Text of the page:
Circulating Now welcomes guest blogger Richard Tait, PhD, who shares his research on a rare incunable in the National Library of Medicine’s collection. Dr. Tait is currently at the Centre for Medieval and Renaissance Studies, Monash University. His recent work centers on the professional practice of medical doctors in the sixteenth century in northern Italy.
One of the little-known treasures of the NLM collection is a small book written in Padua in the fifteenth century on the conduct of physicians. It was written by Gabriele Zerbi, a rich and eminent physician living in Padua. Zerbi was at this time Chair of Theoretical Medicine at the University of Padua, and had formerly been personal physician to both Popes Sixtus IV and Innocent VIII. Zerbi was a prolific author, writing books on metaphysics, anatomy, aging and the function of the kidney, copies of several of which are also in the NLM.
Zerbi’s book on conduct, written in 1495, is entitled “Precautions for Physicians” (De Cautelis Medicorum) and has a special interest for me. It is perhaps unique for the insights it provides into how a doctor should conduct himself, but also how a doctor could achieve fame in society. There is also a deep irony attached to the book—ten years after it was written, Zerbi and his son were brutally murdered by the family of a patient who died in his care. Zerbi had been richly rewarded when he relieved the symptoms of his patient—the Ottoman governor of Bosnia, but his patient relapsed and died, causing his family to accuse Zerbi of poisoning him. He was executed by being strapped between two planks and then sawn in half—after watching his young son suffer the same fate. The irony is that Zerbi’s book warned of the dangers to the doctor of treating terminal patients, and advised that the doctor beware of the patient’s family, and preferably be absent when a patient died!
Zerbi’s is exceptional amongst the other books on professional conduct from the early modern period, in the insights it provides to how physicians thought about their practice. All of them dealt with the desirable moral character of the doctor, the importance of assiduous learning, and the importance of the admonitions of the Hippocratic Oath and Law. Zerbi’s book goes further, however, into how the doctor must protect his reputation from the many pitfalls that await. His prologue explains that his book will help protect the doctor from the disappointments, shame and dishonor that threaten those who practice medicine. He warns of how to manage the expectations of the patient and their family, how to proceed if unsure of the prognosis, and how to handle sudden reverses in the patient’s conditions. The image of the doctor as a God-fearing but careful man was perhaps reflected in the image of the rabbit in the woodblock capital at the start of the main text.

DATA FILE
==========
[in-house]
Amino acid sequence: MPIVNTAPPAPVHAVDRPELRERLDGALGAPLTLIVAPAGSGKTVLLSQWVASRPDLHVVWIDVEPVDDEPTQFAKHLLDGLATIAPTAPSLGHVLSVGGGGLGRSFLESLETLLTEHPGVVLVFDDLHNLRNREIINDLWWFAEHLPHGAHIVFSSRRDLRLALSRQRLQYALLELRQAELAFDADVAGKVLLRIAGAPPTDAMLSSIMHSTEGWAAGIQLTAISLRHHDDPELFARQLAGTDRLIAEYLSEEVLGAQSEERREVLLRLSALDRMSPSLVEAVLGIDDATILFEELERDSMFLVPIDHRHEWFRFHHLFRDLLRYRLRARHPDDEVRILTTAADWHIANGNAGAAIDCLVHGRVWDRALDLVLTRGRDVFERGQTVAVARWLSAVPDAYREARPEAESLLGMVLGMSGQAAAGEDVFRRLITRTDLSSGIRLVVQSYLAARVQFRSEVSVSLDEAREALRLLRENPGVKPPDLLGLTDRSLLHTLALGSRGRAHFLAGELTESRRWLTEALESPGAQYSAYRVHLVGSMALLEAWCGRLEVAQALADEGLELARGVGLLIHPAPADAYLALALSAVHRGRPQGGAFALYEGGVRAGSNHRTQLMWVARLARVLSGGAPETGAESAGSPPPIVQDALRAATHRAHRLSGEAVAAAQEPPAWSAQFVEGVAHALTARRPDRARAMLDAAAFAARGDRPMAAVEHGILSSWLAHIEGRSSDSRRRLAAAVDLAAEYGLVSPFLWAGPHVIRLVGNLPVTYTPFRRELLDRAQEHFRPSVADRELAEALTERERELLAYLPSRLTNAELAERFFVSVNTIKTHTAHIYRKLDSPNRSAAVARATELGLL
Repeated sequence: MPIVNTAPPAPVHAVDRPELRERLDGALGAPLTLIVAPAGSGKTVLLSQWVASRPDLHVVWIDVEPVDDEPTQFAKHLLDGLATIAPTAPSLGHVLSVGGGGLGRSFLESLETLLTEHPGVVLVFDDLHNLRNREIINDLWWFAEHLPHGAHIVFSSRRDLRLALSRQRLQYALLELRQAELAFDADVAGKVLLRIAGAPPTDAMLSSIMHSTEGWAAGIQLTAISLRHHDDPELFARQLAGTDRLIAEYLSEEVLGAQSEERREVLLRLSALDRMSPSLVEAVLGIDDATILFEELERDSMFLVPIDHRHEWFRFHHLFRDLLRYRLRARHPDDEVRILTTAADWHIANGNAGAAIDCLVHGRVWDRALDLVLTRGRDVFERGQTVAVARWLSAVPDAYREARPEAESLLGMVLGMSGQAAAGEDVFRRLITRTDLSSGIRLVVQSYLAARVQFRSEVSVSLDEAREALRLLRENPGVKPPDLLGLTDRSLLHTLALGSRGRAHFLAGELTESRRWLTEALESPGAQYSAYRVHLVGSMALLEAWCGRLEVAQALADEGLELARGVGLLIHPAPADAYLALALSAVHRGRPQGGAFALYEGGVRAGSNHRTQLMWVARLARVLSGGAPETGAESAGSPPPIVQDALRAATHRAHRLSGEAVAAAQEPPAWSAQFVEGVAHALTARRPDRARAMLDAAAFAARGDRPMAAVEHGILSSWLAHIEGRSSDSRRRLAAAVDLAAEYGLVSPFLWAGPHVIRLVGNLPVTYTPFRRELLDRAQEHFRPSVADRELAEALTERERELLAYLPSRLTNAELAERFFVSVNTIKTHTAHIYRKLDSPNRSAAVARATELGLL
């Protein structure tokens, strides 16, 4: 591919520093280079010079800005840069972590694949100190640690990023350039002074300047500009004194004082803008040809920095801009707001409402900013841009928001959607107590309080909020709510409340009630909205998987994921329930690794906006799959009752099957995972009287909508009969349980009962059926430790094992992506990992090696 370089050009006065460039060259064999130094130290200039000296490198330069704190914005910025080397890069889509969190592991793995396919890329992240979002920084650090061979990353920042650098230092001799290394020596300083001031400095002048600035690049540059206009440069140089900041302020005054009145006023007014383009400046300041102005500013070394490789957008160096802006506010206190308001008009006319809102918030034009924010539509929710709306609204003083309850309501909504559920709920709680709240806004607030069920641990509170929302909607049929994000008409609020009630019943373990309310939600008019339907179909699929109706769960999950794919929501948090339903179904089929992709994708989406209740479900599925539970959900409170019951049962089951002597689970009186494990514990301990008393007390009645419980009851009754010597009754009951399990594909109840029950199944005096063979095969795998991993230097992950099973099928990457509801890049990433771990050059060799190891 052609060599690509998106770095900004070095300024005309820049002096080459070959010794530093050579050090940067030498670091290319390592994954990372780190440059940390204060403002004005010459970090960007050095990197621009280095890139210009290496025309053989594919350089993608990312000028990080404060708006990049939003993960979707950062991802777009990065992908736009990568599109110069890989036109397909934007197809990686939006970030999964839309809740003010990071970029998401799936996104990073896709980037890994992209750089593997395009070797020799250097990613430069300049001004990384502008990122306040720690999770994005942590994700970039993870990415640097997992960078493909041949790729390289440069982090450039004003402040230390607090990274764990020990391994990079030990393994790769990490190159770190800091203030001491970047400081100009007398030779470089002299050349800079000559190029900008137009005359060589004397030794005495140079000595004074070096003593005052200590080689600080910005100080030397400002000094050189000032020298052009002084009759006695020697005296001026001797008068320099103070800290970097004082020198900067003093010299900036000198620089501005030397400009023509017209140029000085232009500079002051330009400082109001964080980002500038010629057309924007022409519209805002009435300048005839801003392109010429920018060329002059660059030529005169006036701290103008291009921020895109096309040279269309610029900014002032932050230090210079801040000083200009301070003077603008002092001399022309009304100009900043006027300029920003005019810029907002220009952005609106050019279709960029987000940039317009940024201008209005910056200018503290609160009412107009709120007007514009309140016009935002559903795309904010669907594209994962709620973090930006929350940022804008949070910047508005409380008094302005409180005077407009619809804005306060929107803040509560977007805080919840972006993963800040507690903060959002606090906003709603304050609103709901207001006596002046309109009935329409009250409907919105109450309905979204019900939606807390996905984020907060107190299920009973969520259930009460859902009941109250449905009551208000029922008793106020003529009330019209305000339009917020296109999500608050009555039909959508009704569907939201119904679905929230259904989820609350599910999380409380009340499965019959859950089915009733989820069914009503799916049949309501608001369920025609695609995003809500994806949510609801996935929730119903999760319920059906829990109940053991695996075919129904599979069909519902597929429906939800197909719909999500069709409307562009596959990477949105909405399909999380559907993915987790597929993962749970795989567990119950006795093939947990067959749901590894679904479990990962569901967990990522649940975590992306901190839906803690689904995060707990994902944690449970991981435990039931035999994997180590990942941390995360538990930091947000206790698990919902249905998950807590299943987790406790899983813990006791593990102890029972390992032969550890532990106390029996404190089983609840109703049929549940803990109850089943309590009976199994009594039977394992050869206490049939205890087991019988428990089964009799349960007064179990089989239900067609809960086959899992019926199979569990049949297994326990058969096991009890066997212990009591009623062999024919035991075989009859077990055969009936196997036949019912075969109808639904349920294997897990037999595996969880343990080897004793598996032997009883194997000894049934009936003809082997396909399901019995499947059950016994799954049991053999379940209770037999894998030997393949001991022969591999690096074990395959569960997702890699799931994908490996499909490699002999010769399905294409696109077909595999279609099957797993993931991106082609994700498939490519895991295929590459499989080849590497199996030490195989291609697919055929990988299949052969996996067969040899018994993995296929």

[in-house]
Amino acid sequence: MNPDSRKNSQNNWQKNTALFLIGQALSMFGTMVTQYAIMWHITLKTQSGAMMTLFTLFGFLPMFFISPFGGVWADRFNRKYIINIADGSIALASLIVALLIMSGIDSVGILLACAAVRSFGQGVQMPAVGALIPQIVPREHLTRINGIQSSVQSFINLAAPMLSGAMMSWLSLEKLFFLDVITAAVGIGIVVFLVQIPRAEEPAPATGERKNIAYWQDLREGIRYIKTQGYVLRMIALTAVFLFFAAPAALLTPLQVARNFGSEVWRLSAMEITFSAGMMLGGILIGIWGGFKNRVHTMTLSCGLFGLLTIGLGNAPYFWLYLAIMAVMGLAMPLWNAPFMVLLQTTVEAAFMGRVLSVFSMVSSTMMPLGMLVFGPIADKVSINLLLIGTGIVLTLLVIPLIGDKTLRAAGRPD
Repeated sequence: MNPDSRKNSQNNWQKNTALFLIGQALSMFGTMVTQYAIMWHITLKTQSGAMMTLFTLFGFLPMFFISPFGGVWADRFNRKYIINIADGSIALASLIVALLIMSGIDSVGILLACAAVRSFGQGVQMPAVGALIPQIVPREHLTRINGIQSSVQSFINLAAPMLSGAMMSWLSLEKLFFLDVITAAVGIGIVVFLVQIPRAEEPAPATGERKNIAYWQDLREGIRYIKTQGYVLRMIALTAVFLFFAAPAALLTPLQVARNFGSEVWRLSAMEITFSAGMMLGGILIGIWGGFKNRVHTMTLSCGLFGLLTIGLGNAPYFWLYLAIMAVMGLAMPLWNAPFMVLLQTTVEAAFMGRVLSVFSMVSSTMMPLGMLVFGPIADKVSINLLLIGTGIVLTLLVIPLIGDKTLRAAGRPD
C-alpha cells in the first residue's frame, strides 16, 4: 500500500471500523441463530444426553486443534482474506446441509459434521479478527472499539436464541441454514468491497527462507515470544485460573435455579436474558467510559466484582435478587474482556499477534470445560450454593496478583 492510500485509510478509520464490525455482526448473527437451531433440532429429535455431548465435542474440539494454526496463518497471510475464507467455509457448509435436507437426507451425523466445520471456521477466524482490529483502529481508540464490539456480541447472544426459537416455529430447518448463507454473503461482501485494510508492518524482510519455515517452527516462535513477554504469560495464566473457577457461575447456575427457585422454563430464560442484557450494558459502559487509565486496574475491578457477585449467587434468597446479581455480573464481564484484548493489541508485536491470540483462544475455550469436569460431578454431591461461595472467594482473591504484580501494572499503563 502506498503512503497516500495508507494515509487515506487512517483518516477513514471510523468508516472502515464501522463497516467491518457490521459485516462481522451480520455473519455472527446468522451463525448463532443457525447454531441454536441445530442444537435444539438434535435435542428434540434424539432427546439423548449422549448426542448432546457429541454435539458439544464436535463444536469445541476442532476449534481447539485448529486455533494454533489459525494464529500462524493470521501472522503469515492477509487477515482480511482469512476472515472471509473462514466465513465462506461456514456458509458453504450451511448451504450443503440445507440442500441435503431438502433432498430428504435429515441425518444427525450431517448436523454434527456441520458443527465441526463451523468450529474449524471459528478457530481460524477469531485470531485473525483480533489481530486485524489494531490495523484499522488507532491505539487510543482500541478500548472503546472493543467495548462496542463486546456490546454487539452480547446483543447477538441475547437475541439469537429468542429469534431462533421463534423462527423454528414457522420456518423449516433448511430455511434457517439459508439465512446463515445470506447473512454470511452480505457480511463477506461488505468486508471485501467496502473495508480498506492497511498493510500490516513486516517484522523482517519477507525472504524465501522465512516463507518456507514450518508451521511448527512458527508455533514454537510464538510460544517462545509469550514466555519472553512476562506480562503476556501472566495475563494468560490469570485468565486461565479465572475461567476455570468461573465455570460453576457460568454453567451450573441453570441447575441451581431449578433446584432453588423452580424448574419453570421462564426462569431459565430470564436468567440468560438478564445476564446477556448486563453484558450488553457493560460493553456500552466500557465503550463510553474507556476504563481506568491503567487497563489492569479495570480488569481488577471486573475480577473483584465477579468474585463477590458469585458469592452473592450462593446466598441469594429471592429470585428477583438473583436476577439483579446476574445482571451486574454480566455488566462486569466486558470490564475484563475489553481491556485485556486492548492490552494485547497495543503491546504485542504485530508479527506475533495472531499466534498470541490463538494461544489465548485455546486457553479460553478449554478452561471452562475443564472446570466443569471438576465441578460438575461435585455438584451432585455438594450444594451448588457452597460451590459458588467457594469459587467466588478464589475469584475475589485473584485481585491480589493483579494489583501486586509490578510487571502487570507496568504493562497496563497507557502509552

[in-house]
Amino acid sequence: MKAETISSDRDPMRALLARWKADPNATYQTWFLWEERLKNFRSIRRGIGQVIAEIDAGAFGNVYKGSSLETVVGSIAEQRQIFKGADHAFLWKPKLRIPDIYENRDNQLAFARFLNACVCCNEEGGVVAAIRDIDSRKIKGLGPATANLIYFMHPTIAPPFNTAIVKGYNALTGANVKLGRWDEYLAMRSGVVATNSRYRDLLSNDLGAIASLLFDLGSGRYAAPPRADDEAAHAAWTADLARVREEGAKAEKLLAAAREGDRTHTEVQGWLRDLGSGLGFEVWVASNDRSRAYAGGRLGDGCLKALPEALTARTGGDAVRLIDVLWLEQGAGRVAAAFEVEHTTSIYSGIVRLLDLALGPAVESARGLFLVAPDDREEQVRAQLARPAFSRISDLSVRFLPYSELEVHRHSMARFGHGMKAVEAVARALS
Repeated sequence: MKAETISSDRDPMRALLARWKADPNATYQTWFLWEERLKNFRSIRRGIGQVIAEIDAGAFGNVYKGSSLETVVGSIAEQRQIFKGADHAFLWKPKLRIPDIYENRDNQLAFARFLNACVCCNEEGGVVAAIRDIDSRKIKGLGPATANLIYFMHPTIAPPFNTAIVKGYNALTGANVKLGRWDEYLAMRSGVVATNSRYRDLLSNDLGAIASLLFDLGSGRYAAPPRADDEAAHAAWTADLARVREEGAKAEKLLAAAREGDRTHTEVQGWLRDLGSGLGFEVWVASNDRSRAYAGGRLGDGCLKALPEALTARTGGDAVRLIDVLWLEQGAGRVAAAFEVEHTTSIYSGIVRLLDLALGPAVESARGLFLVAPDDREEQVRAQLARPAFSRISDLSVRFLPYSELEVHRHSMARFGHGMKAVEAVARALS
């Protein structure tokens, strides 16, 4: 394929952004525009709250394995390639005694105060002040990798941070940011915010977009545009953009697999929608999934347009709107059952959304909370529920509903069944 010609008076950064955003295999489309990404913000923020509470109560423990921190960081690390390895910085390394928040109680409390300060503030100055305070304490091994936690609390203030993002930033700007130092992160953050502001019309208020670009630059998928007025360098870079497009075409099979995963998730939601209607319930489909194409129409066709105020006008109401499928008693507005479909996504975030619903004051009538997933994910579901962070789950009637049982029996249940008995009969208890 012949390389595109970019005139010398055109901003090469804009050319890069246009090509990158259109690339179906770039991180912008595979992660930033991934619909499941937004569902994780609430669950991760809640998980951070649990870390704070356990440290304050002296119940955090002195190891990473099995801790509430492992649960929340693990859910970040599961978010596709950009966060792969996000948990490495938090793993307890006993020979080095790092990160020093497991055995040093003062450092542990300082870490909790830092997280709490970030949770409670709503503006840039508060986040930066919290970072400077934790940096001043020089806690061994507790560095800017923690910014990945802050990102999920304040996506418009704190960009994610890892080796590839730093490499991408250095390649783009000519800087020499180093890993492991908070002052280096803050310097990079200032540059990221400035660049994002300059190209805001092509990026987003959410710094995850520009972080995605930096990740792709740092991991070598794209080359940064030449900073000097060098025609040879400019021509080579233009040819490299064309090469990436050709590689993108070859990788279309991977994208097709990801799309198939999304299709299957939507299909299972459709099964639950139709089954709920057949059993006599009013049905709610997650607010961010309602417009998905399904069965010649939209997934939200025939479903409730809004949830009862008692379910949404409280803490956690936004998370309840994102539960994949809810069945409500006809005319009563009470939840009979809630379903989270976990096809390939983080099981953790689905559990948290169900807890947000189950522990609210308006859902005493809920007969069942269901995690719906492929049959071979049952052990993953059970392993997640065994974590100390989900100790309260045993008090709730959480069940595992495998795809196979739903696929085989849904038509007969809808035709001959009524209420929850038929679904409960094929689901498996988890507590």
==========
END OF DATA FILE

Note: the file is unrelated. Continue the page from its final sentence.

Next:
Zerbi is cautious of malicious rivals, labeling them ravening wolves, and recommends behaviors to avoid embarrassment and slander by competitors and maintain “face”. The medical marketplace in Padua and Venice was very crowded, with many university-qualified doctors as well as charlatans selling proprietary cures, herbalists and religious healers amongst others. All were competing for their share, in particular for the attention of wealthy clientele.
Zerbi’s book reveals the sense of exposure and insecurity felt by even eminent physicians in the late fifteenth century. The aspiring doctor must work hard to develop his reputation, and then take great care to foster and protect it. Reputation was the foundation of social status, and practicing medicine with its many uncertainties, exposed that reputation to risk.
The book itself is very slim, only 16 folios and is directed at an audience of young doctors, perhaps Zerbi’s students at the university. He emphasizes the areas where the young physician should focus in order to be successful, including shaping his own character, honoring God, being virtuous and studying hard. A chapter on dealing with the patient provides detailed instructions on how to develop their trust, deliver a prognosis, and discussing fees. The final chapters deal with the doctor’s interactions with others involved in the cure—members of the patient’s household and apothecaries amongst others. The short final chapter deals with maintaining the doctor’s position in society and how to behave in public to maintain a proper professional dignity.
Zerbi’s small book was published in six editions from 1495-1528 and is known to have been used from Italy to modern day Spain, France, Slovakia and Austria. Along with a high number of surviving copies (fifty-five copies of all editions are known to still exist), we can say that Zerbi’s book was popular with contemporaries, if short of being considered a best-seller.
Venice and Padua were a highly competitive environment for doctors, with a large number of practitioners and many more medical graduates than could find employment locally. Zerbi’s book, presented as a guide to success, reveals how they thought about that was required to be successful. That involved more than just medical skill, they had to be diligent and work hard, but also manage their reputation in the community and avoid the many potential professional pitfalls that awaited the doctor.
This post is drawn from Dr. Tait’s broader project on the professional conduct of early modern doctors, for which he has been examining the influence that books like Zerbi’s had on contemporaries. You can read the abstract for his most recent article here. You can reach Richard Tait at: firstname.lastname@example.org